Rhigiophyllum squarrosum with its tubular flowers and egg-shaped leaves is a unique member of the South African bell flower family from the southern Overberg.
Rhigiophyllum squarrosum is a rigid, sparsely branched shrub, ± 0.3 –0. 45 m tall. Its broadly ovate, leathery leaves are overlapping, and in four ranks. Lanceolate bract-like leaves subtend the azure-violet flowers, which are aggregated in a terminal head. The corolla is elongated and consists of a long narrow tube terminated by five spreading lobes. Five epipetalous (borne on the petals) stamens are attached below the apex of the corolla tube but the filaments extend downwards nearly to the base. The style is filiform, exserted, and terminates into three short stigmatic lobes. There are free carpel-like structures within the inferior ovary, each of which has two to several pendulous ovules attached near the top. Some ovules appear to abort before maturity, leaving just one seed per structure. The capsule opens by means of a plug which comprises the upper part of the ovary and the style, surrounded by the persistent corolla. The line of dehiscence is above the calyx lobes, and the seeds (within seed pockets) are dispersed through a narrow hole. Flowering is from November to January.
The species is listed as Vunerable (Raimondo et al. 2009) and is known from about 10 localities. It is under threat from invasive alien plants and habit loss because of agriculture.
Rhigiophyllum squarrosum is endemic to South Africa on nutrient-poor soils associated with sandstone slopes and is only known from the southwestern Western Cape where it occurs from Akkedisberg, northeast of Stanford, to Napier and Bredasdorp.
Derivation of name and historical aspects
Hochstetter (1842) established the genus Rhigiophyllum for the sole species R. squarrosum, which was first collected near Elim, Bredasdorp. The name Rhigiophyllum is derived from the Greek rhigios meaning stiff, and phyllon, a leaf, a reference to the plant's rigid leaves.
Three ecological aspects relating to the seed, pollination and pollen shape of Rhigiophyllum squarrosum are worth mentioning:
The walls of the carpel-like structures shrink to enclose the seed at maturity, forming a carunculated pocket which is released entire from the mature capsule. The oval seeds of R. squarrosum have a strong electrostatic charge and ‘jump' to about 10 cm when manually extracted from the pockets. The function of the seed pocket is unknown, but it may perform a role in dispersal, for example by ants.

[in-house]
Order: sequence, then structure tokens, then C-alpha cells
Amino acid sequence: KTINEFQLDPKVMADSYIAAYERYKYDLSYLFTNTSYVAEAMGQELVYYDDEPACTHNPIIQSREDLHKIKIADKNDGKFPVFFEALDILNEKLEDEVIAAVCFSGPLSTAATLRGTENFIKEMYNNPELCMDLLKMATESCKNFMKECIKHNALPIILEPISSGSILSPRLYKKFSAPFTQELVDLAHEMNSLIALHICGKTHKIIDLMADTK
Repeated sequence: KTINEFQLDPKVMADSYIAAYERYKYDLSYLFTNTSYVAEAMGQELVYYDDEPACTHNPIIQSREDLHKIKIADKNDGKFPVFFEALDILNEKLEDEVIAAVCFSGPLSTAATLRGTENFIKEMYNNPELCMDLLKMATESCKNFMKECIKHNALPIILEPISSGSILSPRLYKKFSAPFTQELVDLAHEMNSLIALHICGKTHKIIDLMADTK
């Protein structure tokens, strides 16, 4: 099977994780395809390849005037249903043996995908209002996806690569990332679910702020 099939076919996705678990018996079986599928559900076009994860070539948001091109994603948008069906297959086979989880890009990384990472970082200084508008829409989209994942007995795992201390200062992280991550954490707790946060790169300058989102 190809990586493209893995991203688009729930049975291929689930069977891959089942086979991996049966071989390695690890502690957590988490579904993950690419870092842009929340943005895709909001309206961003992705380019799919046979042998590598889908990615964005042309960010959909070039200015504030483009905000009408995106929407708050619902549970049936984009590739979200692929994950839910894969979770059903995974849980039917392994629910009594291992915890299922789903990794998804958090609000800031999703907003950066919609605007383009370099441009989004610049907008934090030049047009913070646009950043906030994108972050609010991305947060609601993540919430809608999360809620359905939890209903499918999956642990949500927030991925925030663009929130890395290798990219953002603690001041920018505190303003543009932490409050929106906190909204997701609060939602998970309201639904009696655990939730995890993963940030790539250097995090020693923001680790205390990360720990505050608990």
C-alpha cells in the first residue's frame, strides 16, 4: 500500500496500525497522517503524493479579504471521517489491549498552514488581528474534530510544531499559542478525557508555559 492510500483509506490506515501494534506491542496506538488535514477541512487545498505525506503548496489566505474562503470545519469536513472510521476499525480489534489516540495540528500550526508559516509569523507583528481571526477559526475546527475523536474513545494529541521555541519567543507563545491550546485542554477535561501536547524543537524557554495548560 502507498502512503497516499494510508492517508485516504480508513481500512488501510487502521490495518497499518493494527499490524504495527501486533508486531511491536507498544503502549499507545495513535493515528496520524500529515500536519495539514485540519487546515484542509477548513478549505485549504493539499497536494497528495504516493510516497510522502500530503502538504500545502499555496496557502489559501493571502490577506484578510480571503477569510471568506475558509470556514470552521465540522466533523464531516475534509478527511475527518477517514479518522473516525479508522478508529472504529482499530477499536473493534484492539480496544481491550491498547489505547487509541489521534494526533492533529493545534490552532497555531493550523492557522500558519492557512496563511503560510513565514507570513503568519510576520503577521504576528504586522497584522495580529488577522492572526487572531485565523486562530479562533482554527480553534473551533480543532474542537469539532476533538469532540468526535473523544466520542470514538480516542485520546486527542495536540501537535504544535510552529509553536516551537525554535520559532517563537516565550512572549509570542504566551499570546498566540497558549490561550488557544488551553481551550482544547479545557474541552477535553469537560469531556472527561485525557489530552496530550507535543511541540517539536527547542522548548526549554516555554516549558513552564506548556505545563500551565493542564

From the similarity of its floral morphology with that of other fynbos plants, we can infer that this species has a highly specialized pollination syndrome, probably with long-proboscid flies (including horse flies, tangle-wing flies and bee flies) as the principal pollen vectors.
Until further studies are completed, we do not know what adaptive advantages, if any, are conferred by the unique triangular pollen. It has however allowed us to recognise the distinctness of the genera Rhigiophyllum and Siphocodon and to place them in a separate tribe, the Rhigiophylleae Eddie & Cupido.
Economic and cultural value
No economic or cultural uses are recorded for Rhigiophyllum squarrosum.
In the garden
This species is attractive and potentially a desirable garden plant. However, as with many fynbos plants, the propagation and cultivation could present a challenge.
References and further reading
- Eddie, W.M.M., C upido, C.N., & S kvarla, J.J. 2010. Pollen and reproductive morphology of Rhigiophyllym and Siphocodon (Campanulaceae): two unique genera of the fynbos vegetation of South Africa. Bothalia 40: 103 – 115.
- Hochstetter, C.F.F. 1842. Nova genera plantarum Africae. Flora 25: 225 – 240.
- Leistner, O.A. (ed.). 2000. Seed plants of southern Africa: families and genera. Strelitzia 10. National Botanical Institute, Pretoria.
- Raimondo, D., Von Staden, L., Foden, W., Victor, J.E., Helme, N.A., Turner, R.C., Kamundi, D.A. & Manyama, P.A. (eds) 2009. Red List of South African plants 2009. Strelitzia 25. South African National Biodiversity Institute, Pretoria.
Christopher N. Cupido